Last month, we noted the city is looking at a bylaw to deal with non-licensed residential care homes in St. Thomas. The move is prompted, in part, by the situation at Walnut Manor, operated by Niagara Supportive Living out of Welland. Well, a report from Tim Welch Consulting out of Cambridge – which undertook the city’s 10-year housing and homelessness plan – is before council Monday (June 11) and in it is a section dealing with informal residential care facilities (RCF) like Walnut Manor. These homes “provide supportive housing to non-senior individuals who require assistance for daily activities due to physical disabilities, mental health and addictions challenges,” as defined in the Welch report. “Level of supports varies depending on individual need but are most commonly in the form of meals, administration of medicine, bathing, supervision etc.,” the report continues. Continue reading →
Congratulations are in order to Elizabeth Sebestyen, confirmed this week as the Director of Social Services for St. Thomas and Elgin county. She has been acting director since 2013 and has worked for the department since 2001. And why did it take so long to announce the permanent appointment? Well you won’t get any answers at city hall, because it involved a protracted labour relations tribunal dealing with a wrongful dismissal claim by former director Barbara Arbuckle, hired in 2011. A conversation a year ago with city manager Wendell Graves revealed the following. “I can’t say a lot but she’s (Sebestyen) still the acting director and Barbara is still on leave.” Continue reading →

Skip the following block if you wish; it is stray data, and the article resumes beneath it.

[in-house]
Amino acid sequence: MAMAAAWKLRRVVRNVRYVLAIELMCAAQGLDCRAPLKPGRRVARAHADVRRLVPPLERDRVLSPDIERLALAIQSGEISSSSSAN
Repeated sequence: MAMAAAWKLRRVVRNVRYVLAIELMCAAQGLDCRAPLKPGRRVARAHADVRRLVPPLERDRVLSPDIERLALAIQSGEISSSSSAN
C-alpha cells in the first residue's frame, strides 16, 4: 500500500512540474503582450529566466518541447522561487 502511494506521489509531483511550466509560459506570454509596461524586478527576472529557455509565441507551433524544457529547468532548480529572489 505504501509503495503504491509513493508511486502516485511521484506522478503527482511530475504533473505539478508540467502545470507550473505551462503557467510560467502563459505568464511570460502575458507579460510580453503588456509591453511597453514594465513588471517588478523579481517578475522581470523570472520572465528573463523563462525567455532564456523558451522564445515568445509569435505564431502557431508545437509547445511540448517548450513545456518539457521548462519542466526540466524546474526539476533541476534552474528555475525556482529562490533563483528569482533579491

Among the positive steps taken this year in St. Thomas to help mitigate poverty’s impact on Ontario Works recipients was the introduction in February of the Bus Pass Pilot Project. Under this scheme, recipients seeking employment would have access to a monthly bus pass, recognizing “Access to reliable and affordable transportation is integral to a person’s ability to gain and maintain employment, to access health care, recreational, educational and social activities among other things.” That is according to a report from Heather Sheridan, supervisor of employment and income supports, to be discussed at Monday’s council meeting. She is asking council to continue the bus pass program and extend it further to include sole support parents and their children. Continue reading →
For those who rely on St. Thomas Transit, change may be a passenger in the coming year. The transit contract with Voyageur – originally in effect Jan. 1, 2012 – expires at the end of the year and the city has the option to enter into a three-year extension. The transit system was up for discussion at council’s Nov. 20 reference committee meeting at city hall, where the director of environmental services, Justin Lawrence, brought mayor and council up to speed on the five-route system. In 1989 the hub and spoke system operated with traditional transit buses on a 45-minute cycle over a 14-hour day, Monday through Saturday. Today, the same hub and spoke system operates 11.5 hours per day (except Sunday) on a 30-minute cycle utilizing buses not far removed from RV’s that struggle to remain in one piece over what appears to be a five-year life span. Continue reading →